Friday, January 25, 2013

State Aristocracy’s Pakistan – 9: OGRA chief’s escape

FOR a developing country like Pakistan the biggest threat to its existence is terrorism within its boundaries which, if unchecked, may render it ungovernable. While external aggression unites a nation, internal dissension motivated by ethnic or sectarian move divides or causes gross injustices and state-institutionalised inequalities can break even the strongest of nations. Only prompt effective remedial measures taken across the board can avert this existential threat.

Unfortunately Pakistan faces the cancer of terrorism bred by hate, waged by mercenaries and massive unchecked corruption which has assumed the form of financial terrorism. The bonding between corrupt members of this exclusive club extends beyond political divides and amongst the few within civil-cum-khaki bureaucracy, traders, drug traffickers, organised tax evaders, so-called religious parties and the land-grabbing mafia.

The ease with which Ogra chief Tauqir Sadiq was facilitated to travel across two provinces, controlled by political parties poles apart, from an airport located next to the sensitive Afghan border and manned by sleuths of immigration, intelligence and police should give an insight into their commitment to save each other.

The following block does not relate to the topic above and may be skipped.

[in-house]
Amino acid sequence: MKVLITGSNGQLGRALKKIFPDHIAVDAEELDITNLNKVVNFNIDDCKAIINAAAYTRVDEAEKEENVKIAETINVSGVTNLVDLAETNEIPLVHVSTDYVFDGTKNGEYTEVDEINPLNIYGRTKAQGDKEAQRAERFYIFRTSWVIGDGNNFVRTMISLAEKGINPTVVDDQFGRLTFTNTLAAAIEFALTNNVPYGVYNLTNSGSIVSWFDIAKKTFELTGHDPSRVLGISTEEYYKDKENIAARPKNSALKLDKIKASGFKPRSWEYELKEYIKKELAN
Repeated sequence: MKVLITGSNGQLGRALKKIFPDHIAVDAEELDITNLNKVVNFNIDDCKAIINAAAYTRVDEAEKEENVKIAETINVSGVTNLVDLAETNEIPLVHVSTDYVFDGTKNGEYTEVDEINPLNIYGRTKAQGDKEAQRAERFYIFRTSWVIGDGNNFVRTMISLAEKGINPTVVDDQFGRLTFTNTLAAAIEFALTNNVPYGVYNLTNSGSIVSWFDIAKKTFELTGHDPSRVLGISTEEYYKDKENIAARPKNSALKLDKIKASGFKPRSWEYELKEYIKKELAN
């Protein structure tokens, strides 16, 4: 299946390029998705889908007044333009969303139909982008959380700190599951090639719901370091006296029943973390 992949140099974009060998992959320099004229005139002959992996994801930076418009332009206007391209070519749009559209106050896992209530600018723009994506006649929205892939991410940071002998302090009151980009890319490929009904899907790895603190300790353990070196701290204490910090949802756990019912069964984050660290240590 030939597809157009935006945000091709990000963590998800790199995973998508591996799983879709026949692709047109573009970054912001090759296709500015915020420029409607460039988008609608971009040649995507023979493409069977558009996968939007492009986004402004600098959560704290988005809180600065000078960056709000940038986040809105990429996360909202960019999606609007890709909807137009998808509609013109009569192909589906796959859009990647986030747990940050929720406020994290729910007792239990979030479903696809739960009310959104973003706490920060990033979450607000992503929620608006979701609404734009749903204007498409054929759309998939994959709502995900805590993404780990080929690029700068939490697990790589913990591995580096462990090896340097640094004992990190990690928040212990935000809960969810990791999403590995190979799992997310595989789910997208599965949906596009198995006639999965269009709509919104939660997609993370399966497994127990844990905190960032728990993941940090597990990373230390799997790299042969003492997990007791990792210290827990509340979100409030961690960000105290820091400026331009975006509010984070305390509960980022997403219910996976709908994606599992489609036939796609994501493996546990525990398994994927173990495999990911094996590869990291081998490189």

Earlier the whole nation stood by and watched two prominent, but controversial men, found guilty of tax evasion to the tune of Rs120 billion and Rs50 million by none other than the Suddle Judicial Commission appointed by the Supreme Court of Pakistan and no attempt to prosecute either.

If criminals declared absconders by the SC can depart from Pakistan, then what can stop terrorists from buying their way in, or depart at ease from our international airports. Such shocking compromises are an incentive for corruption to breed and gain strength in the this country. While this cooperation between the corrupt aims at saving individuals who are caught red-handed, it threatens to drive this country to bankruptcy, anarchy and disintegration.

Given the social acceptance within the elite of these thugs, men like Tauqir Sadiq will return, spending a few billions on charity and PR, be accepted as prominent citizens and perhaps regain prominent public offices, where they will indulge in loot and plunder, fully assured that there would be no accountability.


[Letter to the Editor, Dawn January 9, 2013]

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